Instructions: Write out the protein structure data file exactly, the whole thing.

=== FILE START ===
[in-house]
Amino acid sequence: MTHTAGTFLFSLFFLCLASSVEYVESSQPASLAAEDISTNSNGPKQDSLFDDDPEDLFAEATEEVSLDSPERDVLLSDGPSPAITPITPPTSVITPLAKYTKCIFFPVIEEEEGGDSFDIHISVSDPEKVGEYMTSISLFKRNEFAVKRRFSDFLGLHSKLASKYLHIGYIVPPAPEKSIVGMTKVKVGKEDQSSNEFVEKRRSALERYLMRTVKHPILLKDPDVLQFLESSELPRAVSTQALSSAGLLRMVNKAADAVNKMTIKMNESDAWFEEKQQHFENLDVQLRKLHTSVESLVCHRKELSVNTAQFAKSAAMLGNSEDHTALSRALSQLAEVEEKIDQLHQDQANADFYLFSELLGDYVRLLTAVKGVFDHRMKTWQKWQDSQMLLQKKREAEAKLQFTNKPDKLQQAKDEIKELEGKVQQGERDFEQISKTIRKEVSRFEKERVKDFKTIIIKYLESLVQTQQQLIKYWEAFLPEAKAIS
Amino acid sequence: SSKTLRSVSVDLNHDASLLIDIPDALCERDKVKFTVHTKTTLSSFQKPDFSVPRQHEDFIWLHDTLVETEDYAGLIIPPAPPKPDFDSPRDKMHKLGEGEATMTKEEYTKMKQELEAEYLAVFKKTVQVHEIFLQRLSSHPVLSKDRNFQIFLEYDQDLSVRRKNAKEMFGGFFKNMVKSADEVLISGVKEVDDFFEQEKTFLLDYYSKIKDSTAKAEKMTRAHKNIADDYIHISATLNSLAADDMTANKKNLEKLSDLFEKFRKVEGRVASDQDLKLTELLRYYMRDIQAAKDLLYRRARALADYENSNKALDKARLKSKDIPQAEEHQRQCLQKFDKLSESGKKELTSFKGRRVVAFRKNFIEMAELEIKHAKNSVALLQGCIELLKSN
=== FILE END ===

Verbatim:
[in-house]
Amino acid sequence: MTHTAGTFLFSLFFLCLASSVEYVESSQPASLAAEDISTNSNGPKQDSLFDDDPEDLFAEATEEVSLDSPERDVLLSDGPSPAITPITPPTSVITPLAKYTKCIFFPVIEEEEGGDSFDIHISVSDPEKVGEYMTSISLFKRNEFAVKRRFSDFLGLHSKLASKYLHIGYIVPPAPEKSIVGMTKVKVGKEDQSSNEFVEKRRSALERYLMRTVKHPILLKDPDVLQFLESSELPRAVSTQALSSAGLLRMVNKAADAVNKMTIKMNESDAWFEEKQQHFENLDVQLRKLHTSVESLVCHRKELSVNTAQFAKSAAMLGNSEDHTALSRALSQLAEVEEKIDQLHQDQANADFYLFSELLGDYVRLLTAVKGVFDHRMKTWQKWQDSQMLLQKKREAEAKLQFTNKPDKLQQAKDEIKELEGKVQQGERDFEQISKTIRKEVSRFEKERVKDFKTIIIKYLESLVQTQQQLIKYWEAFLPEAKAIS
Amino acid sequence: SSKTLRSVSVDLNHDASLLIDIPDALCERDKVKFTVHTKTTLSSFQKPDFSVPRQHEDFIWLHDTLVETEDYAGLIIPPAPPKPDFDSPRDKMHKLGEGEATMTKEEYTKMKQELEAEYLAVFKKTVQVHEIFLQRLSSHPVLSKDRNFQIFLEYDQDLSVRRKNAKEMFGGFFKNMVKSADEVLISGVKEVDDFFEQEKTFLLDYYSKIKDSTAKAEKMTRAHKNIADDYIHISATLNSLAADDMTANKKNLEKLSDLFEKFRKVEGRVASDQDLKLTELLRYYMRDIQAAKDLLYRRARALADYENSNKALDKARLKSKDIPQAEEHQRQCLQKFDKLSESGKKELTSFKGRRVVAFRKNFIEMAELEIKHAKNSVALLQGCIELLKSN